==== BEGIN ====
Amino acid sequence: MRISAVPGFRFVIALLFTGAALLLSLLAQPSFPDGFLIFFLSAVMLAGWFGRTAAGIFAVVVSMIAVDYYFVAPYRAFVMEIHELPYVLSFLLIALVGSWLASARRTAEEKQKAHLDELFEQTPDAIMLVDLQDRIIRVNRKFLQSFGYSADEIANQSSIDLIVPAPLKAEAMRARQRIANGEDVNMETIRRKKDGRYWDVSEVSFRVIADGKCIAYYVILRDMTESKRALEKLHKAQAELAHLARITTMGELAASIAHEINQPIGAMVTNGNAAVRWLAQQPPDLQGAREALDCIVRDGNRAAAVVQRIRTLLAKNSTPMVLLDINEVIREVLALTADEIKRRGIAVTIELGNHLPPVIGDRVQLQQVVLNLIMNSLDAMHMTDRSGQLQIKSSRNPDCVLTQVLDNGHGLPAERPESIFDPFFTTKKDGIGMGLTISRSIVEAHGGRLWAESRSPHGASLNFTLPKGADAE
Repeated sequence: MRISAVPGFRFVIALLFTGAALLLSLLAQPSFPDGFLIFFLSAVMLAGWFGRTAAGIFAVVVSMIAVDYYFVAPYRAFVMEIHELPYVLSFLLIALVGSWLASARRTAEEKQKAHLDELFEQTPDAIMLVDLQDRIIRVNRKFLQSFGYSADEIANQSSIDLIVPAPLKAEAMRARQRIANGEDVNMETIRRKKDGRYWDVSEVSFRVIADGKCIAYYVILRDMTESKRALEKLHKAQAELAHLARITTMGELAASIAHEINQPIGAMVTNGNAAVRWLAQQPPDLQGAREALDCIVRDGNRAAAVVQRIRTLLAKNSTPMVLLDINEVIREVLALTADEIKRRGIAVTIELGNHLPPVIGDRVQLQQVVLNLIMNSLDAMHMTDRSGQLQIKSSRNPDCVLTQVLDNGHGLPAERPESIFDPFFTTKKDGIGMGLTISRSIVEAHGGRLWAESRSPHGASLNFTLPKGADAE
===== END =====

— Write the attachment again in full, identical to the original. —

Amino acid sequence: MRISAVPGFRFVIALLFTGAALLLSLLAQPSFPDGFLIFFLSAVMLAGWFGRTAAGIFAVVVSMIAVDYYFVAPYRAFVMEIHELPYVLSFLLIALVGSWLASARRTAEEKQKAHLDELFEQTPDAIMLVDLQDRIIRVNRKFLQSFGYSADEIANQSSIDLIVPAPLKAEAMRARQRIANGEDVNMETIRRKKDGRYWDVSEVSFRVIADGKCIAYYVILRDMTESKRALEKLHKAQAELAHLARITTMGELAASIAHEINQPIGAMVTNGNAAVRWLAQQPPDLQGAREALDCIVRDGNRAAAVVQRIRTLLAKNSTPMVLLDINEVIREVLALTADEIKRRGIAVTIELGNHLPPVIGDRVQLQQVVLNLIMNSLDAMHMTDRSGQLQIKSSRNPDCVLTQVLDNGHGLPAERPESIFDPFFTTKKDGIGMGLTISRSIVEAHGGRLWAESRSPHGASLNFTLPKGADAE
Repeated sequence: MRISAVPGFRFVIALLFTGAALLLSLLAQPSFPDGFLIFFLSAVMLAGWFGRTAAGIFAVVVSMIAVDYYFVAPYRAFVMEIHELPYVLSFLLIALVGSWLASARRTAEEKQKAHLDELFEQTPDAIMLVDLQDRIIRVNRKFLQSFGYSADEIANQSSIDLIVPAPLKAEAMRARQRIANGEDVNMETIRRKKDGRYWDVSEVSFRVIADGKCIAYYVILRDMTESKRALEKLHKAQAELAHLARITTMGELAASIAHEINQPIGAMVTNGNAAVRWLAQQPPDLQGAREALDCIVRDGNRAAAVVQRIRTLLAKNSTPMVLLDINEVIREVLALTADEIKRRGIAVTIELGNHLPPVIGDRVQLQQVVLNLIMNSLDAMHMTDRSGQLQIKSSRNPDCVLTQVLDNGHGLPAERPESIFDPFFTTKKDGIGMGLTISRSIVEAHGGRLWAESRSPHGASLNFTLPKGADAE